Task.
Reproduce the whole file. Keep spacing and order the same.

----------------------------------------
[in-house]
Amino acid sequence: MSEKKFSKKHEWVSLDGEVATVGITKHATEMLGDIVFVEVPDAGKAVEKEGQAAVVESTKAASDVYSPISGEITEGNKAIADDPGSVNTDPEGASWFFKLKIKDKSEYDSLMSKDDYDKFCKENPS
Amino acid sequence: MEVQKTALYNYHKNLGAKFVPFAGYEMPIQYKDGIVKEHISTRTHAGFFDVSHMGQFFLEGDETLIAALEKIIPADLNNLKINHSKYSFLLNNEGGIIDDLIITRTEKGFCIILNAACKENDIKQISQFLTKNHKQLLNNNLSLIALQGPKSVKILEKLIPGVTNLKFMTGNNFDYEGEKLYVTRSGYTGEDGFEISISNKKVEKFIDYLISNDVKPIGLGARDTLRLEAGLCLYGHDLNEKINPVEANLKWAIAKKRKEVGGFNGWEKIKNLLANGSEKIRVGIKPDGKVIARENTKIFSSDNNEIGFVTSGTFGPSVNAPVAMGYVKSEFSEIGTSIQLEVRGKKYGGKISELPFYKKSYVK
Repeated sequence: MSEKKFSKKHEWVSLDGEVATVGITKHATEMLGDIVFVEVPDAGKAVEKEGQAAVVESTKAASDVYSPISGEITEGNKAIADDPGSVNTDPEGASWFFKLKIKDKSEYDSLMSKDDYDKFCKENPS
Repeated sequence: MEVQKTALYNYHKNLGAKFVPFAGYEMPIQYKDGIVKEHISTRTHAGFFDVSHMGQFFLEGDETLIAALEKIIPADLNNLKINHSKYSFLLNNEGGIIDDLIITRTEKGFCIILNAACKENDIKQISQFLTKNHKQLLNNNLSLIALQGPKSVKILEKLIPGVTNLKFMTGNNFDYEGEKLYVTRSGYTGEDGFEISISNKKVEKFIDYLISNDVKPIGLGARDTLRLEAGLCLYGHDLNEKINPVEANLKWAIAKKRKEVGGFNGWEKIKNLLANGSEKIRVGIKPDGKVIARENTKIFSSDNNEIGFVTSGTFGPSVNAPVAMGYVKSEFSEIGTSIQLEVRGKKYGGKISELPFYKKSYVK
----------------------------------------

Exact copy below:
[in-house]
Amino acid sequence: MSEKKFSKKHEWVSLDGEVATVGITKHATEMLGDIVFVEVPDAGKAVEKEGQAAVVESTKAASDVYSPISGEITEGNKAIADDPGSVNTDPEGASWFFKLKIKDKSEYDSLMSKDDYDKFCKENPS
Amino acid sequence: MEVQKTALYNYHKNLGAKFVPFAGYEMPIQYKDGIVKEHISTRTHAGFFDVSHMGQFFLEGDETLIAALEKIIPADLNNLKINHSKYSFLLNNEGGIIDDLIITRTEKGFCIILNAACKENDIKQISQFLTKNHKQLLNNNLSLIALQGPKSVKILEKLIPGVTNLKFMTGNNFDYEGEKLYVTRSGYTGEDGFEISISNKKVEKFIDYLISNDVKPIGLGARDTLRLEAGLCLYGHDLNEKINPVEANLKWAIAKKRKEVGGFNGWEKIKNLLANGSEKIRVGIKPDGKVIARENTKIFSSDNNEIGFVTSGTFGPSVNAPVAMGYVKSEFSEIGTSIQLEVRGKKYGGKISELPFYKKSYVK
Repeated sequence: MSEKKFSKKHEWVSLDGEVATVGITKHATEMLGDIVFVEVPDAGKAVEKEGQAAVVESTKAASDVYSPISGEITEGNKAIADDPGSVNTDPEGASWFFKLKIKDKSEYDSLMSKDDYDKFCKENPS
Repeated sequence: MEVQKTALYNYHKNLGAKFVPFAGYEMPIQYKDGIVKEHISTRTHAGFFDVSHMGQFFLEGDETLIAALEKIIPADLNNLKINHSKYSFLLNNEGGIIDDLIITRTEKGFCIILNAACKENDIKQISQFLTKNHKQLLNNNLSLIALQGPKSVKILEKLIPGVTNLKFMTGNNFDYEGEKLYVTRSGYTGEDGFEISISNKKVEKFIDYLISNDVKPIGLGARDTLRLEAGLCLYGHDLNEKINPVEANLKWAIAKKRKEVGGFNGWEKIKNLLANGSEKIRVGIKPDGKVIARENTKIFSSDNNEIGFVTSGTFGPSVNAPVAMGYVKSEFSEIGTSIQLEVRGKKYGGKISELPFYKKSYVK